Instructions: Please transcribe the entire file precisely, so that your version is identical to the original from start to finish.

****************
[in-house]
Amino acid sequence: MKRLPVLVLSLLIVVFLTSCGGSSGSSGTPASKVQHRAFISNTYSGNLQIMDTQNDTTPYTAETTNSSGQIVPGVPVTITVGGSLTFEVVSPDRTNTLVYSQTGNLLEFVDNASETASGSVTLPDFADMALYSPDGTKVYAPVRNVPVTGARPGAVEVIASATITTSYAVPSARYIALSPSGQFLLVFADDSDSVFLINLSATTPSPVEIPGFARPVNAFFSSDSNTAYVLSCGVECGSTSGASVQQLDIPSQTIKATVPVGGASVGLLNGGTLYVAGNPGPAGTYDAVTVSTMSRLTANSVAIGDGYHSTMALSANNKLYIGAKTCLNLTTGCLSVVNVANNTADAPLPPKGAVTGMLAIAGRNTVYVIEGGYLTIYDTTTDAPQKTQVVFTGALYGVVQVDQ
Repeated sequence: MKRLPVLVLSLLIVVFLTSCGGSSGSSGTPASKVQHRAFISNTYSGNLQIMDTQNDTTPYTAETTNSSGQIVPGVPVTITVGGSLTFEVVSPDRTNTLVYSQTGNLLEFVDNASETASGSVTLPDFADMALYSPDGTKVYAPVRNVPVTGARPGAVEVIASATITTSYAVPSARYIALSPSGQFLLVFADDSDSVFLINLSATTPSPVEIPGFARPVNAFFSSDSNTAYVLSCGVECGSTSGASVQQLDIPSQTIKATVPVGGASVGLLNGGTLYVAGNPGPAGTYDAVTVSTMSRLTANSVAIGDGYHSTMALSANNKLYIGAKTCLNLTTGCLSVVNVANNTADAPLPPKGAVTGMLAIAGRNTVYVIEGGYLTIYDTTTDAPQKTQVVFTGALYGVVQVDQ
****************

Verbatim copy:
[in-house]
Amino acid sequence: MKRLPVLVLSLLIVVFLTSCGGSSGSSGTPASKVQHRAFISNTYSGNLQIMDTQNDTTPYTAETTNSSGQIVPGVPVTITVGGSLTFEVVSPDRTNTLVYSQTGNLLEFVDNASETASGSVTLPDFADMALYSPDGTKVYAPVRNVPVTGARPGAVEVIASATITTSYAVPSARYIALSPSGQFLLVFADDSDSVFLINLSATTPSPVEIPGFARPVNAFFSSDSNTAYVLSCGVECGSTSGASVQQLDIPSQTIKATVPVGGASVGLLNGGTLYVAGNPGPAGTYDAVTVSTMSRLTANSVAIGDGYHSTMALSANNKLYIGAKTCLNLTTGCLSVVNVANNTADAPLPPKGAVTGMLAIAGRNTVYVIEGGYLTIYDTTTDAPQKTQVVFTGALYGVVQVDQ
Repeated sequence: MKRLPVLVLSLLIVVFLTSCGGSSGSSGTPASKVQHRAFISNTYSGNLQIMDTQNDTTPYTAETTNSSGQIVPGVPVTITVGGSLTFEVVSPDRTNTLVYSQTGNLLEFVDNASETASGSVTLPDFADMALYSPDGTKVYAPVRNVPVTGARPGAVEVIASATITTSYAVPSARYIALSPSGQFLLVFADDSDSVFLINLSATTPSPVEIPGFARPVNAFFSSDSNTAYVLSCGVECGSTSGASVQQLDIPSQTIKATVPVGGASVGLLNGGTLYVAGNPGPAGTYDAVTVSTMSRLTANSVAIGDGYHSTMALSANNKLYIGAKTCLNLTTGCLSVVNVANNTADAPLPPKGAVTGMLAIAGRNTVYVIEGGYLTIYDTTTDAPQKTQVVFTGALYGVVQVDQ